Wizards apologize for comparing their owner to Martin Luther King Jr.


The Wizards have apologized for bizarre mashup photo of Martin Luther King Jr. and owner Ted Leonsis

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How should a pro sports team celebrate Black History Month? There are a lot of options for tributes, spreading the ideas of important figures in black history, or otherwise honoring civil rights leaders and other important figures in history.

That, or you could just mash up your owner’s face with Martin Luther King Jr.’s and call it a day.

That’s what the Washington Wizards did, releasing a series of bizarre mashup photos of important team members with important civil right leaders. Most egregious was a mashup of team owner Ted Leonsis with Martin Luther King Jr., a photo for which the team has now apologized.

Here is the photo in question:

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wizards 1 /

I’ll assume you don’t need to be told why this is a problem. Here’s a man who made a ton of money and bought a basketball team; here’s a man who was one of the greatest voices for equality in human history. How could there be an easier comparison to make?

And here’s a bonus photo of Wizards mascot G-Wiz and Benjamin O. Davis Jr., because it’s always a good idea to compare the first African-American general in history with a ridiculous mascot:

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wizards 2 /

Monumental Sports, Leonsis’ group that owns the Wizards and the Washington Capitals, has released a statement apologizing for the campaign (via SB Nation).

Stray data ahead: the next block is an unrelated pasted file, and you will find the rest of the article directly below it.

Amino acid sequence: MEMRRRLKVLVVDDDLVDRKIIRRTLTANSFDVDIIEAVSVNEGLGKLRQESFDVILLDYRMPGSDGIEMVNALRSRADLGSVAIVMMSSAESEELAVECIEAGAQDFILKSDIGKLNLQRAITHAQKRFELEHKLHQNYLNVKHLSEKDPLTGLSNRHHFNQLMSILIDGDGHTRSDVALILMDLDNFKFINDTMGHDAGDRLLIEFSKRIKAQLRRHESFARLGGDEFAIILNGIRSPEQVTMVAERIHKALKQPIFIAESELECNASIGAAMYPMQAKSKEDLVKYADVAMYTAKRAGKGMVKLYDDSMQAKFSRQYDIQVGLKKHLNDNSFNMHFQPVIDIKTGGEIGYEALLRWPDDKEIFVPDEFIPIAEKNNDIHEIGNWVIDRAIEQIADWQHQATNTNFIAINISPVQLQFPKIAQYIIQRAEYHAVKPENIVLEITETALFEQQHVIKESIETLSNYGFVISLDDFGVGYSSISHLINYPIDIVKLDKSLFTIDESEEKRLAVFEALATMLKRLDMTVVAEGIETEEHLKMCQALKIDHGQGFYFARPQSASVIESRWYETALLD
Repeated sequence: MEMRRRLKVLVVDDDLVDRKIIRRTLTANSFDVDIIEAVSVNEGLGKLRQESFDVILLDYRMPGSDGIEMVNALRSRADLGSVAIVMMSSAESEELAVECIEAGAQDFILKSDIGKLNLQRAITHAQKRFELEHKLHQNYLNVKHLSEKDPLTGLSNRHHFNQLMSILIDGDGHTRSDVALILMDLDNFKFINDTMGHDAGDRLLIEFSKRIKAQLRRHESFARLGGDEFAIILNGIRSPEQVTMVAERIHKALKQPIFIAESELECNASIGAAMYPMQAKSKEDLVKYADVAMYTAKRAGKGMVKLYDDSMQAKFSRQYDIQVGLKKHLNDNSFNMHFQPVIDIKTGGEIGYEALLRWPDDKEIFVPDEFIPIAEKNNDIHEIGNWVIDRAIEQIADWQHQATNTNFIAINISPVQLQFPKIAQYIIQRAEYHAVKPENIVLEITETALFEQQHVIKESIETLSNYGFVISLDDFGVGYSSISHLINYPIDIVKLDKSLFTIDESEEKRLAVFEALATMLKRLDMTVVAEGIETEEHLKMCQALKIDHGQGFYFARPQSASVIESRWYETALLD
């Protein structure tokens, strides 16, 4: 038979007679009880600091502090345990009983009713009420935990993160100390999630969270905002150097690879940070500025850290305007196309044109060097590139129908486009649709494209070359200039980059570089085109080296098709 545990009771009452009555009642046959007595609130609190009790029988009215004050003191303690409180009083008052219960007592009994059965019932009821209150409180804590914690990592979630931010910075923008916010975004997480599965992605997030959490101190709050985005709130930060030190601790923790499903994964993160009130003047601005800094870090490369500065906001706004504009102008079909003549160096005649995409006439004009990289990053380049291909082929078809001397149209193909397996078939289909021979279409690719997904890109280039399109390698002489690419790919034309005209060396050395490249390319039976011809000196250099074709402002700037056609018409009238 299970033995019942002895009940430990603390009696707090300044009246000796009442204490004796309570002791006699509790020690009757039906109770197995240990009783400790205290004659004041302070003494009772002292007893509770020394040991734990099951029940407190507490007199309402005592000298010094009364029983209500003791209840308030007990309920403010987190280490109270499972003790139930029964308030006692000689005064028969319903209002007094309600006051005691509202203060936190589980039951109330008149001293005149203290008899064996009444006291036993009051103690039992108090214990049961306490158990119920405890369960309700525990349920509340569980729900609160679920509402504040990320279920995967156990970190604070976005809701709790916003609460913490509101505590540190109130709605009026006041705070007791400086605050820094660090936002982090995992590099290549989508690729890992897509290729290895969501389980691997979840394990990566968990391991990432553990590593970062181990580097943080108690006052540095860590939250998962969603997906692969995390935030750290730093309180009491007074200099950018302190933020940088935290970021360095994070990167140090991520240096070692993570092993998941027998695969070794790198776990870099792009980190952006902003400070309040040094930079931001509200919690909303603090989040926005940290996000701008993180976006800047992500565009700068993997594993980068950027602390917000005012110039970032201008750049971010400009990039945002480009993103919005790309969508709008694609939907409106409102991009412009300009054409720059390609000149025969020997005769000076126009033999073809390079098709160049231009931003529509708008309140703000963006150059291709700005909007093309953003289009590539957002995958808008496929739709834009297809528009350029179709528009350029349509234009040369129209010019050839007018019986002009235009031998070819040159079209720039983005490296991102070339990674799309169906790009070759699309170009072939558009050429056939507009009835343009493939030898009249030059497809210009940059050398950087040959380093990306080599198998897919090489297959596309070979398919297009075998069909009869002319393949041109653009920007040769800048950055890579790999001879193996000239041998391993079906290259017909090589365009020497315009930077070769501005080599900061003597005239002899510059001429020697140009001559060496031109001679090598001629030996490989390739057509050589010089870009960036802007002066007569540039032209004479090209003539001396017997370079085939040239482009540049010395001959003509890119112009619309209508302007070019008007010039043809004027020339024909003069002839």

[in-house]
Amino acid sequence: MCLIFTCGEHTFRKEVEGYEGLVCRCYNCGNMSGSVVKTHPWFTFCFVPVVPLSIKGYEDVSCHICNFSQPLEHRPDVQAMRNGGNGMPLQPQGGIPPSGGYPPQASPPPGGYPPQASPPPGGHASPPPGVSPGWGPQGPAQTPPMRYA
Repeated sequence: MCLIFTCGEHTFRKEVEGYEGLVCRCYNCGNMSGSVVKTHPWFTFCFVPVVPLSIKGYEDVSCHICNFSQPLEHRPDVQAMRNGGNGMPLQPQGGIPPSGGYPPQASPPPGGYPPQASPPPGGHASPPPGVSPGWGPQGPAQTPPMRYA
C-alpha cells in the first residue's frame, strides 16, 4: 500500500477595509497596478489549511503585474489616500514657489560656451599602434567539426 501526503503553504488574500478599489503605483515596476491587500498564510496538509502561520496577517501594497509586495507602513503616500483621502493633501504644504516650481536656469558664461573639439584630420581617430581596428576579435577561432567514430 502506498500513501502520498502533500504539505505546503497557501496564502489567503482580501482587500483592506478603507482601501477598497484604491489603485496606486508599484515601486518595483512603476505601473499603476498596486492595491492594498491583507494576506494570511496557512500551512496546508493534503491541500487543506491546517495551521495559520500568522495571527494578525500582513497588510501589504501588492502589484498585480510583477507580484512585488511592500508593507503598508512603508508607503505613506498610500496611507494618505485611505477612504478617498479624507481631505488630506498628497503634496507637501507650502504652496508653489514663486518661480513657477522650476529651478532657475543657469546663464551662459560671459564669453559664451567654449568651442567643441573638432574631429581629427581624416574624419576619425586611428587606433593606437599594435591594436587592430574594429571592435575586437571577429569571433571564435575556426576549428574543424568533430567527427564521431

"“Throughout Black History Month we ran an “Inspire” campaign. We asked a variety of Wizards, Capitals and Mystics players and staff to share who inspired them. We asked them for a favorite quotation and then created a composite image that was half the player/staff member and half the person they admired. We released one composite image a day throughout February in an attempt to honor those whom our staff had identified as heroes. We intended this as a way to celebrate Black History Month and focus on the many important contributions by African-Americans to American history and culture. On a personal level, it was a way to share thoughts on African-American historical figures whom we admire.We may have missed the mark, and we apologize to those who were offended by the way this was presented.”"

It’s admirable that the Wizards and Capitals wanted to celebrate Black History Month. Maybe next time they’ll do so in a less tone-deaf way.

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